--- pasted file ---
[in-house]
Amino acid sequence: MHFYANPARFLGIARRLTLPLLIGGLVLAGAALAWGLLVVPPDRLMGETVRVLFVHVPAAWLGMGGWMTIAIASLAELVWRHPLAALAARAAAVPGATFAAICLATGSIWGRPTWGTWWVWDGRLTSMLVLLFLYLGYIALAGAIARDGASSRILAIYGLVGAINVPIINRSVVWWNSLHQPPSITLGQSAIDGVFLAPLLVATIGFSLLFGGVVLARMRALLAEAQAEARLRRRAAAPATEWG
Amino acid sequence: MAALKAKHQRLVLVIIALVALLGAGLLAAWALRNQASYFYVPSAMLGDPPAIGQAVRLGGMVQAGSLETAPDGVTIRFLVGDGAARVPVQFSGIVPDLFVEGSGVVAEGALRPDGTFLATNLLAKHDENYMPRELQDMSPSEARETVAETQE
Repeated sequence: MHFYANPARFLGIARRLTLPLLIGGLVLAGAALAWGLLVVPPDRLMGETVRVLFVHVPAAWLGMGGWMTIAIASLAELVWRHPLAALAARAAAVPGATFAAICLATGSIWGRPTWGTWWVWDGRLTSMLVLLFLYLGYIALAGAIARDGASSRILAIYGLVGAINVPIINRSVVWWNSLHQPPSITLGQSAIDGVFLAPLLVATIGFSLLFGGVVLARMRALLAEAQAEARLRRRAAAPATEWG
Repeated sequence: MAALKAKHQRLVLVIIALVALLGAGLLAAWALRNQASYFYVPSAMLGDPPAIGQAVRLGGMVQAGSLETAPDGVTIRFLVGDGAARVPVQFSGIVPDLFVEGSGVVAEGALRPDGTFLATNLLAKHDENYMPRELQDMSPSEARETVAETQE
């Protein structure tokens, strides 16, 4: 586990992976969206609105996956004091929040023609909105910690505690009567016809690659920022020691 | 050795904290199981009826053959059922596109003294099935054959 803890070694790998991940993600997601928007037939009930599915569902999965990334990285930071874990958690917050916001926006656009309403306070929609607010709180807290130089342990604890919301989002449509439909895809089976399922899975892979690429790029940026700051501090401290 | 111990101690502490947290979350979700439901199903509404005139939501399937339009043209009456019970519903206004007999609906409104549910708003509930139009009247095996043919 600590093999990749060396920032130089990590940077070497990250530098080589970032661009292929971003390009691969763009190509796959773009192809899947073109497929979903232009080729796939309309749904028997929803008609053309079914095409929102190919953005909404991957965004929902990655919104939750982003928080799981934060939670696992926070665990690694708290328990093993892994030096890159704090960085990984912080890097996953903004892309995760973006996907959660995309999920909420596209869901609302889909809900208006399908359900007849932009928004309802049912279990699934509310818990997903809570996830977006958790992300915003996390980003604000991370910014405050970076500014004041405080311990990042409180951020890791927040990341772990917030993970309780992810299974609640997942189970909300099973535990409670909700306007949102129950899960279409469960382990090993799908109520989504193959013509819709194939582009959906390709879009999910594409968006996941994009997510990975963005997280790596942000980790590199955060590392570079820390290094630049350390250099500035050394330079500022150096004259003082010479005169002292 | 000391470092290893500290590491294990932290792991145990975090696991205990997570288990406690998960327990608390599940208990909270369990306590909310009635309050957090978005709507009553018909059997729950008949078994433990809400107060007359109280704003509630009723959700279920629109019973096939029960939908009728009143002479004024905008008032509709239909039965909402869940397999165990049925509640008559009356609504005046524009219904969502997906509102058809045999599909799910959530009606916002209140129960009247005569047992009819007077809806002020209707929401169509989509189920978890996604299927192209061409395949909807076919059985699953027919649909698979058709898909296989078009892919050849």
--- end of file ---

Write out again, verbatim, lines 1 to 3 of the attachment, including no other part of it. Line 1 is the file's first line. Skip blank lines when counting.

[in-house]
Amino acid sequence: MHFYANPARFLGIARRLTLPLLIGGLVLAGAALAWGLLVVPPDRLMGETVRVLFVHVPAAWLGMGGWMTIAIASLAELVWRHPLAALAARAAAVPGATFAAICLATGSIWGRPTWGTWWVWDGRLTSMLVLLFLYLGYIALAGAIARDGASSRILAIYGLVGAINVPIINRSVVWWNSLHQPPSITLGQSAIDGVFLAPLLVATIGFSLLFGGVVLARMRALLAEAQAEARLRRRAAAPATEWG
Amino acid sequence: MAALKAKHQRLVLVIIALVALLGAGLLAAWALRNQASYFYVPSAMLGDPPAIGQAVRLGGMVQAGSLETAPDGVTIRFLVGDGAARVPVQFSGIVPDLFVEGSGVVAEGALRPDGTFLATNLLAKHDENYMPRELQDMSPSEARETVAETQE